Out & About

‘The Shadow Box’ uses theater’s power to explore tough topics

From left, Pam Burkhalter, Michael Howard Hefner and Jeff Lintz rehearse a scene from Theatre Macon’s production of “The Shadow Box.”
From left, Pam Burkhalter, Michael Howard Hefner and Jeff Lintz rehearse a scene from Theatre Macon’s production of “The Shadow Box.” Special to The Telegraph

Jim Crisp believes theater has the power to do more than momentarily entertain with a laugh or cry.

While he said that’s valuable and worthwhile, he said there’s long been a power in theater to do much more.

Crisp said the “much more” is evident in Theatre Macon’s production of “The Shadow Box.”

“Theater — live theater — is the oldest form of reaching people and causing them to feel something, to experience catharsis and such insight into others and ourselves that we have a transcendent moment — a moment where we’re safely encountering and feeling things we typically try to avoid day to day.”

Things like the subject of death and dying. “The Shadow Box” is about death and dying and how people deal with them in complicated circumstances and relationships.

Crisp is artistic director of Theatre Macon and is directing “The Shadow Box.”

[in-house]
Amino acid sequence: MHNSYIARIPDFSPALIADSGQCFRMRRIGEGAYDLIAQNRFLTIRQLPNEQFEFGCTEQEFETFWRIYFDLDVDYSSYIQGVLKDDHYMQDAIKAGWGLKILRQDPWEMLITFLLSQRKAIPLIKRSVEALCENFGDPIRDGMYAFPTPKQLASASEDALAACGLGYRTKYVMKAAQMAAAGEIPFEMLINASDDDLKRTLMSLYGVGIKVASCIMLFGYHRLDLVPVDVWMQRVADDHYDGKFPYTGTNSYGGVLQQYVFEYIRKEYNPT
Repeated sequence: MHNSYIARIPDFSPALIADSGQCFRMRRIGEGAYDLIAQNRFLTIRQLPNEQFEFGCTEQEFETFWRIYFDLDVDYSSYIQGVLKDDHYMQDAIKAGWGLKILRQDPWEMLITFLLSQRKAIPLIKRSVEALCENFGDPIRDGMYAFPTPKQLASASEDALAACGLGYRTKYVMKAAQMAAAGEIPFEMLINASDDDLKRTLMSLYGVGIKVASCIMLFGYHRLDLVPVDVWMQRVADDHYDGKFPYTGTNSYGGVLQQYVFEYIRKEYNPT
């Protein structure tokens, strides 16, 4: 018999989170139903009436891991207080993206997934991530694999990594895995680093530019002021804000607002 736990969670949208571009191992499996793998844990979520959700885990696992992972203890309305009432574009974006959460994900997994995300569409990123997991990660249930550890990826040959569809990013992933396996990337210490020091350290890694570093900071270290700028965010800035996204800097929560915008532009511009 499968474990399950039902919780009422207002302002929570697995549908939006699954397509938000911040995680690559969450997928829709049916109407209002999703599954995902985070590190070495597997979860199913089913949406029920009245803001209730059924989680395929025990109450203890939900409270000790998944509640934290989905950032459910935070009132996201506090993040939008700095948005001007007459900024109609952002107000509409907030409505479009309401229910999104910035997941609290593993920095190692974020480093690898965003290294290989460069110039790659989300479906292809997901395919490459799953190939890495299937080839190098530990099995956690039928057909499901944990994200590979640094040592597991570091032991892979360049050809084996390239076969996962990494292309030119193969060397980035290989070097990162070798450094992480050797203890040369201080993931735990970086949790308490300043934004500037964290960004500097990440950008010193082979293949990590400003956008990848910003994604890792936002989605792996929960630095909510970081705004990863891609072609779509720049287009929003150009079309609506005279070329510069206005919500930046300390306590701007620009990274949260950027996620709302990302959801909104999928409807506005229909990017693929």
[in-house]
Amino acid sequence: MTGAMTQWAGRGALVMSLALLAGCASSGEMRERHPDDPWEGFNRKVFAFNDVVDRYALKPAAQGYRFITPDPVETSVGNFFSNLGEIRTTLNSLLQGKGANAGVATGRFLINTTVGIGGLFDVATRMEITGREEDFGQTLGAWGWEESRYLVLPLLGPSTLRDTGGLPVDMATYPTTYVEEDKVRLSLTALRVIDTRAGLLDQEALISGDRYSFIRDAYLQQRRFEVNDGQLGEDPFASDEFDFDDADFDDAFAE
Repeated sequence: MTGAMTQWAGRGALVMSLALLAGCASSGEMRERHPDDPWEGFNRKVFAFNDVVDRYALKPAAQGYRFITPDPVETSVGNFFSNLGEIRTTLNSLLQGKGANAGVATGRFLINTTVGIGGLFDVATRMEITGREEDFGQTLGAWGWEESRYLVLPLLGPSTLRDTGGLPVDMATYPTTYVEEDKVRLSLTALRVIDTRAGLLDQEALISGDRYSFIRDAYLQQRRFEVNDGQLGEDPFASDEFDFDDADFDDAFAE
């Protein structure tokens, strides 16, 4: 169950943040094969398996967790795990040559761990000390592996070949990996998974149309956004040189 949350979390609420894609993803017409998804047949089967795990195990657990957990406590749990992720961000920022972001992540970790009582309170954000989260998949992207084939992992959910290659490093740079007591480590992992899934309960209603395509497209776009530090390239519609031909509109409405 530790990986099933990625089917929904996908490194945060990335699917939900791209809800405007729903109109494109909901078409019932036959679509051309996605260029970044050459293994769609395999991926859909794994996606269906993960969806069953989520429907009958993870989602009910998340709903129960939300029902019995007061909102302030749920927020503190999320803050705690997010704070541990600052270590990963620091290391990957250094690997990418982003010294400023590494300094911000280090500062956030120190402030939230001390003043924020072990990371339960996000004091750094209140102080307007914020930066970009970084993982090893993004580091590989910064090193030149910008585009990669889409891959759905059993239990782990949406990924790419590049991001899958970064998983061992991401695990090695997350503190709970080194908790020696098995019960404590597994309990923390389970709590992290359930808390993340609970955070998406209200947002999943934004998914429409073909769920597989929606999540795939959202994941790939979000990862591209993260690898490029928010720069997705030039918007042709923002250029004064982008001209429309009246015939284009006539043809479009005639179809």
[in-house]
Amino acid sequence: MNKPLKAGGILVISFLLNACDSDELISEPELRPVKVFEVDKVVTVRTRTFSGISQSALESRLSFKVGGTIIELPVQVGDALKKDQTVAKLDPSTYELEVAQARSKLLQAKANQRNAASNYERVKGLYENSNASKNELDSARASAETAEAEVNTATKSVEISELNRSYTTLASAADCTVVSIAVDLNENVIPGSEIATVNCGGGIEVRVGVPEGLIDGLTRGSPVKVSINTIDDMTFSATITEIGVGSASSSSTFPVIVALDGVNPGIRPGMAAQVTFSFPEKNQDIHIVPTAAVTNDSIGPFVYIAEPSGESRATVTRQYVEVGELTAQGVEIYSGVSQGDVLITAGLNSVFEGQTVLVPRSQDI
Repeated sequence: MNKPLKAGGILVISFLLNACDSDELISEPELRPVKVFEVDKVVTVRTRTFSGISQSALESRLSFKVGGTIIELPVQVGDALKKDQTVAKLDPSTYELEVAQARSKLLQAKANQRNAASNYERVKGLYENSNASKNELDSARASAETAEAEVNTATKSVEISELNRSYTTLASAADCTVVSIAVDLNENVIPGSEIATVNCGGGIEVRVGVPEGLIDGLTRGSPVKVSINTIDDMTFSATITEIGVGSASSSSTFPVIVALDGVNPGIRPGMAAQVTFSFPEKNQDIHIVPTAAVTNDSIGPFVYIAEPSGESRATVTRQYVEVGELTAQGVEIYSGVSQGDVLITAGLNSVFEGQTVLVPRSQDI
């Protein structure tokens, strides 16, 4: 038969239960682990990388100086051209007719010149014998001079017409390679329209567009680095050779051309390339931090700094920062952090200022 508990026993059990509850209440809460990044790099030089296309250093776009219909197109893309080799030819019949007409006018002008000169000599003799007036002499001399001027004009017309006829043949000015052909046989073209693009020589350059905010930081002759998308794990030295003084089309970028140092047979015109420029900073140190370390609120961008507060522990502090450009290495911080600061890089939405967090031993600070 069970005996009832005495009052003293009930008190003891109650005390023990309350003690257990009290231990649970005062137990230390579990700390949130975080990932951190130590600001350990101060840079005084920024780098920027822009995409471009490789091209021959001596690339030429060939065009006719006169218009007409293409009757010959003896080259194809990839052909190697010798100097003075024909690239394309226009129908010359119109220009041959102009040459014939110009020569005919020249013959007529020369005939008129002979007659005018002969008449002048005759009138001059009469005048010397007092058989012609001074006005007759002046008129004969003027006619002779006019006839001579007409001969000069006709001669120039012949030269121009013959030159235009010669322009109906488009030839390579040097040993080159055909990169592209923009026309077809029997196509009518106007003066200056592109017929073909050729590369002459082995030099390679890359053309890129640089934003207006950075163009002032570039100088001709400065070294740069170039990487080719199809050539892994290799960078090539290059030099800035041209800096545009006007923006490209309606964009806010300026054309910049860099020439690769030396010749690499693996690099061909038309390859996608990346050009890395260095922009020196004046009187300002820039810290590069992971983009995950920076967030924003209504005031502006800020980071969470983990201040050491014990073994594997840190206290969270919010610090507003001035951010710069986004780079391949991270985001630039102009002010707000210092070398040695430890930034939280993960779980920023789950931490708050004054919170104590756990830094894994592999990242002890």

“Some might ask, ‘Why do a play about death and dying?’ ” Crisp said. “But I’d say it’s a play about hope and living. It’s about hope and finding closure with loved ones and meaning in the last days of life. I’d say those are important, powerful things each of us have to deal with and theater is an ideal way to explore and gain understanding. As a culture, we’re reluctant to think and talk about such things, yet we’re all mortal beings. There’s something we can learn about the beauty, the meaning and the frailty of life when we consider them in an artful way like ‘The Shadow Box’ does.”

Though the play may sound grim, Crisp said there’s a great deal of humor in actor-playwright Michael Cristofer’s treatment of the subject. He said there’s enough of all the right ingredients to have won the play both the Pulitzer Prize for Drama and Tony Award for Best Play when it opened on Broadway in 1977. He said Theatre Macon has the players fully equal to the depth of the task.

“Prior to ‘The Shadow Box’ we did the comedy ‘Rumors’ and family-oriented play ‘The Lion King,’ ” he said. “Following it we’ll be doing ‘Beauty and the Beast.’ We cover a lot of territory and I’m glad Theatre Macon patrons and audiences have an appreciation for something like ‘The Shadow Box.’ We certainly have the actors to give it life. I do have to warn that the play contains some adult language and adult situations.”

Crisp said following the Oct. 22 matinee, Theater Macon will present a discussion with area health and spiritual leaders regarding themes in “The Shadow Box.”

Contact Michael W. Pannell at mwpannell@gmail.com.

“The Shadow Box”

Where: Theatre Macon, 438 Cherry Street

When: 8 p.m. Oct. 20-21 and 27-28; 7:30 p.m. Oct. 26; 2:30 p.m. Oct 22, 29

Cost: $25 adults, $20 seniors (60 and older), $15 children, students and military with ID

Information: 478-746-9485, www.theatremacon.com

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